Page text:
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Saturday, 01 August 2015

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£176,000 boost for children's charity in Cumbria

One of Cumbria’s best known charities that works with children and young people affected by rape, sexual abuse or domestic violence is celebrating after securing major funding.

Abigail Finnegan photo
Abigail Finnegan

The recent revelations about the Jimmy Savile sex abuse scandal have underlined the need for the work of charities such as Safety Net.

Working across north and west Cumbria, the Carlisle-based charity offers support to victims of abuse or domestic violence, with services such as therapy and support for some who face giving evidence in court.

In recent weeks, the charity has had confirmation of £176,000 in new funding.

Although the money does not cover the entire £250,000 annual cost of running services, it goes a long way towards securing the service for at least the next three years, says chief executive Abigail Finnegan.

The money includes £81,000 from the Henry Smith Charity over three years; £60,000 from the Francis C Scott Charitable Trust for the same period; £20,000 from Riverside, the social landlord; and an additional £15,000 from Cumbria County Council.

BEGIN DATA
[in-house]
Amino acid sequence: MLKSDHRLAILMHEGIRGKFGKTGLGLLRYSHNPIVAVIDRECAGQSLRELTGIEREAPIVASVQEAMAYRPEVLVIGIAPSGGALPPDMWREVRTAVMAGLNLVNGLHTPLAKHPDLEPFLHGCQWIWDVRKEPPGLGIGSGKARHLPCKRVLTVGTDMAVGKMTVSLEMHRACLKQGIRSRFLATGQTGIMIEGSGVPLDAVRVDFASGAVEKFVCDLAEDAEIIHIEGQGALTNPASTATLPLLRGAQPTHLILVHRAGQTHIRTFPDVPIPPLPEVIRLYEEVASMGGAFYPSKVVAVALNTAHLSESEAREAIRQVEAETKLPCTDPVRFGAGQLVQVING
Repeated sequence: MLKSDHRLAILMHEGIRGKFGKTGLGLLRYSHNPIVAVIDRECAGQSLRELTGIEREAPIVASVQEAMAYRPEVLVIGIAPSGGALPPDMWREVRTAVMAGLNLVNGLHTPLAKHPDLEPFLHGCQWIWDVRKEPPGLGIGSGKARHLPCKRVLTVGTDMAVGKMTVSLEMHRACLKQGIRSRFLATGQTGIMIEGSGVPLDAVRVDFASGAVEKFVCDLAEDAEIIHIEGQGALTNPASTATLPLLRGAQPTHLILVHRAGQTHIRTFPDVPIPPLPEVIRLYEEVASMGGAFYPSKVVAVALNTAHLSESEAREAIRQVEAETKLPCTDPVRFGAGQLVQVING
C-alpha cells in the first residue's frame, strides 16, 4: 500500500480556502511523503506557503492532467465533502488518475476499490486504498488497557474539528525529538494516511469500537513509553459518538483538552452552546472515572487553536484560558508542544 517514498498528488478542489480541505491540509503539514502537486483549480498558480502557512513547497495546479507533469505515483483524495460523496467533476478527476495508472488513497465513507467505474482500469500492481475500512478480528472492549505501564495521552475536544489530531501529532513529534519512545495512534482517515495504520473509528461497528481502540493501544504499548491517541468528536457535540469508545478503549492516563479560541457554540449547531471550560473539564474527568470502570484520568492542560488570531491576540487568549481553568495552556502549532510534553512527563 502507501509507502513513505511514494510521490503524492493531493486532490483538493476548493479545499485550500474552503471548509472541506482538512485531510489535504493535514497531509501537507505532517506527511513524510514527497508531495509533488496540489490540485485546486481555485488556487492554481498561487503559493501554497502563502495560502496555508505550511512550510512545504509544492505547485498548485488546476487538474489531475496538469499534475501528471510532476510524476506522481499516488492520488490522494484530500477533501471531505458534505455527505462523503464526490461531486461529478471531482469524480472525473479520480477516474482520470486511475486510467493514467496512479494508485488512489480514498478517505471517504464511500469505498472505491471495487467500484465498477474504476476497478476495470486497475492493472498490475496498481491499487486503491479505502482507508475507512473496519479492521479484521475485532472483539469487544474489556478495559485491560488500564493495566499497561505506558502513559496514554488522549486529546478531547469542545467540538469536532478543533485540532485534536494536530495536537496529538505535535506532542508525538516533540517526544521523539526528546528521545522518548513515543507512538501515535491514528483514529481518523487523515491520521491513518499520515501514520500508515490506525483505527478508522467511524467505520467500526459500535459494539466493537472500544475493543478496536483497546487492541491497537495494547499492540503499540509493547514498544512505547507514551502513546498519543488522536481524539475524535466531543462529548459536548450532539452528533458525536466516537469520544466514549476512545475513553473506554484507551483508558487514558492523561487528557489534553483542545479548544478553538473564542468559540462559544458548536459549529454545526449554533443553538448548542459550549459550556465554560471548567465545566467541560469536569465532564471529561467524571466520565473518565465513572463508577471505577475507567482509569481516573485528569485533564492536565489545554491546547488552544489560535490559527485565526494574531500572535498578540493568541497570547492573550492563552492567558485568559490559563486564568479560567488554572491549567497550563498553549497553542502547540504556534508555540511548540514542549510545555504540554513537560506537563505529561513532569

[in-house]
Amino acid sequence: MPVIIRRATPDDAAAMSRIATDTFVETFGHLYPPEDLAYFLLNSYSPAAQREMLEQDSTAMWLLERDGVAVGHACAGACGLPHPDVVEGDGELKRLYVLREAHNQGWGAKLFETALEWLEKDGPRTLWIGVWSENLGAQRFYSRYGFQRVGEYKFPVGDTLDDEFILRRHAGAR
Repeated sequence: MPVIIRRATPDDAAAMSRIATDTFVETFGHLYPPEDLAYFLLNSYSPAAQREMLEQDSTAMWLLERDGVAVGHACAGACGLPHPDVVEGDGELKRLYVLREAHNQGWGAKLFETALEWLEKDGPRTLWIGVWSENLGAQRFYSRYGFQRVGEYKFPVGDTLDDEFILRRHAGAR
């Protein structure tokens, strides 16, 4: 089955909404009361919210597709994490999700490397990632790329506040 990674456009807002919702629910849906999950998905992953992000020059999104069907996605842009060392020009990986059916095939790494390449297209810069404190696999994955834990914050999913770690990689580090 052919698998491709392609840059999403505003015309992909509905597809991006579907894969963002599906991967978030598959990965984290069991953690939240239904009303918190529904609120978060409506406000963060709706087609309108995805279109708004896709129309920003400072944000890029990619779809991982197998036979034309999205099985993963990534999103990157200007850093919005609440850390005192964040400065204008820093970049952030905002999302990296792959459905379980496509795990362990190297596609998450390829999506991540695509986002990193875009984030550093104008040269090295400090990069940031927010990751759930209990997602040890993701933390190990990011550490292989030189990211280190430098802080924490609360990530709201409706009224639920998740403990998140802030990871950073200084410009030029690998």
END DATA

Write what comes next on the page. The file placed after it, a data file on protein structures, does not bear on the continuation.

Ms Finnegan said: “This funding means that we have security over the next three years, which in these difficult times is fantastic news.

“We now know that we have the money we need to deliver essential support services. Last year we grew by 50 per cent, and one-third of our services are now delivered in the west of the county.

“This funding shows people recognise that there’s an acute need to help the most vulnerable people in society with high quality support services.

“It means we have the professional resources we need to tell clients that we will be there for them from start to finish.”

Last year, Safety Net worked directly with 147 children, young people and adults, 47 of them aged between three and 13. Of the remainder, 29 were between 14 and 19, and 20 were aged 20 to 25.

The remaining 51 were parents.

Ms Finnegan said that the charity has benefited from improved partner working with other agencies, though most – around 60 per cent – have sought the charity’s help themselves.

Safety Net has vowed to raise the profile of rape, sexual abuse and domestic abuse.



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